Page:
Peter Griffin, a 20 year old male from Beaufort, SC asks on January 12, 2003,Are all non-toxic claiming products really non-toxic? And is there any simple way (such as a way that doesn't use very expensive equipment) to test different products to see if they are toxic or not? Are there different levels to which products can be toxic (like a rating scale) and if there is a rating scale, are there levels at which products cannot be sold retail?
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One would hope that all products labelled as non-toxic are in fact non-toxic. There is no easy cheap way to make such a test by yourself. Consumers must rely on government agencies to test products and enforce truth in marketing and labeling of products. In the USA, two major agencies responsible for this are the Food and Drug Agency (FDA) and the Federal Trade Commission (FTC). Other countries have similar bodies. At their websites you can find product alerts, recalls of toxic products, and much more.
There are different levels of toxicity, and there is a rating scale. The usual level at which a compound is considered toxic is called the LD50 which is based on testing things on rats. You keep giving the rats more and more of a substance, and you count how many die. The LD50 is the point where the "Lethal Dose" (LD) kills "50%" of the rats in the experiment. It's too bad rats have to die, but this is the classic way that toxicity is determined. You can never know for sure if a product that kills rats will also kill humans, but there's a very good chance it will. In general, products are called "Non-Toxic" and are allowed to be sold as such if they contain thousands or even millions of times less than the LD50 for a given compound.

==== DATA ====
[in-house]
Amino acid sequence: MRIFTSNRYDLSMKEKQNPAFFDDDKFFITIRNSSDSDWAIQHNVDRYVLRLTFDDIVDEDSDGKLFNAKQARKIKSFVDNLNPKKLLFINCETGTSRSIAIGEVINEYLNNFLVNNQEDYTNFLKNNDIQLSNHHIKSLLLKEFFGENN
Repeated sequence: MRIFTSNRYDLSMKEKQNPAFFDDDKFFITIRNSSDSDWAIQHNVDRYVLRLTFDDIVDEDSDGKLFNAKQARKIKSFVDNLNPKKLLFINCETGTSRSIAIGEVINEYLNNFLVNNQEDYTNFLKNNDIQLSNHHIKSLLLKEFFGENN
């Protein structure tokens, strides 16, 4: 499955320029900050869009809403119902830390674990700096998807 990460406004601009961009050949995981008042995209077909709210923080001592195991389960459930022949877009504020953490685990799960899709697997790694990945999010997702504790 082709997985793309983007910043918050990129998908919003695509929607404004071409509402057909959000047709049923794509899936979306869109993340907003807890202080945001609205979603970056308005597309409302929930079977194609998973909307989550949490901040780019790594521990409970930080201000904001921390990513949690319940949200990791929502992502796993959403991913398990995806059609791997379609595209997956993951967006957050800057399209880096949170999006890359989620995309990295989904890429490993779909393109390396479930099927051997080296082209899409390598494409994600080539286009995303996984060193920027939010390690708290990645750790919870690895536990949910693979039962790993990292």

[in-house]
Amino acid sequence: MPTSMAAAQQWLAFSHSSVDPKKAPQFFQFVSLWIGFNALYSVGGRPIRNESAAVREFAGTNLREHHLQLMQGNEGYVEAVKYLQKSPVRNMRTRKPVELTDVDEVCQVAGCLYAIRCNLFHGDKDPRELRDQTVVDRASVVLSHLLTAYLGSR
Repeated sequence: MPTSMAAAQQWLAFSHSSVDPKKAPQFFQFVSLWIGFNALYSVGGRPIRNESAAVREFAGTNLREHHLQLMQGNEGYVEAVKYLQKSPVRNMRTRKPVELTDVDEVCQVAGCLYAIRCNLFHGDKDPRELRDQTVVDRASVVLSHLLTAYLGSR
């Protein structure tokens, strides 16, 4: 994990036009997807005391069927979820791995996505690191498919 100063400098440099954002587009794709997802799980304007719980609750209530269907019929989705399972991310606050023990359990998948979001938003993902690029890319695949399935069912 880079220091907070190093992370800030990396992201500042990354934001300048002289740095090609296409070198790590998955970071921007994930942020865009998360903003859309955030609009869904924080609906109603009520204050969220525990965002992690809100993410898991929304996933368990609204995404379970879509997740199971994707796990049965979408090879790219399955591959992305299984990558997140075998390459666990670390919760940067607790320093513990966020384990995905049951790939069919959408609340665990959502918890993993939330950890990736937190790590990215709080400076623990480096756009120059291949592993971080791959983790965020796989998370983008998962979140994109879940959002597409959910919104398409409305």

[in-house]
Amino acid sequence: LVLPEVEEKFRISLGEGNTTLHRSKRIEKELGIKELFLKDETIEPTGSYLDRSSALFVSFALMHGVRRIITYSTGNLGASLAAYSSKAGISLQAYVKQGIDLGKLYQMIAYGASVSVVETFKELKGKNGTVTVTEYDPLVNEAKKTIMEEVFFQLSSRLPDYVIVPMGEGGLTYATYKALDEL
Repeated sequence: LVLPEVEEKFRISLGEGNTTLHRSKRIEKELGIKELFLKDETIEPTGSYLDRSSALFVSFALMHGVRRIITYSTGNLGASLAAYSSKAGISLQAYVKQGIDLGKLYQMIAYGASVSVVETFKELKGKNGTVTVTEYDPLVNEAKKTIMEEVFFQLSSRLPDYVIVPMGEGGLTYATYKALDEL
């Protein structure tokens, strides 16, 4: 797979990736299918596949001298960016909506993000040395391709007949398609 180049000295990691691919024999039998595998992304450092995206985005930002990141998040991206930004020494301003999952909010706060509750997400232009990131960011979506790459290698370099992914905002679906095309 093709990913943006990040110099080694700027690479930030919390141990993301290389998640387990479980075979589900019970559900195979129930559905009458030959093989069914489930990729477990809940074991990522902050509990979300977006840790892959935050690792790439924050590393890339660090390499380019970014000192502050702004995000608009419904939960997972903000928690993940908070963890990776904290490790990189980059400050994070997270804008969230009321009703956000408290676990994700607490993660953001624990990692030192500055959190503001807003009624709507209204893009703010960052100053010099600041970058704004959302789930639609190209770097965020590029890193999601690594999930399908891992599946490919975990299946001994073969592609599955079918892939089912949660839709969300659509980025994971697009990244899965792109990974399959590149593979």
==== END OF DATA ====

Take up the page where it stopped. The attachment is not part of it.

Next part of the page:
For an overview of toxicology, the study of poisons, try Raymond Agius's website.
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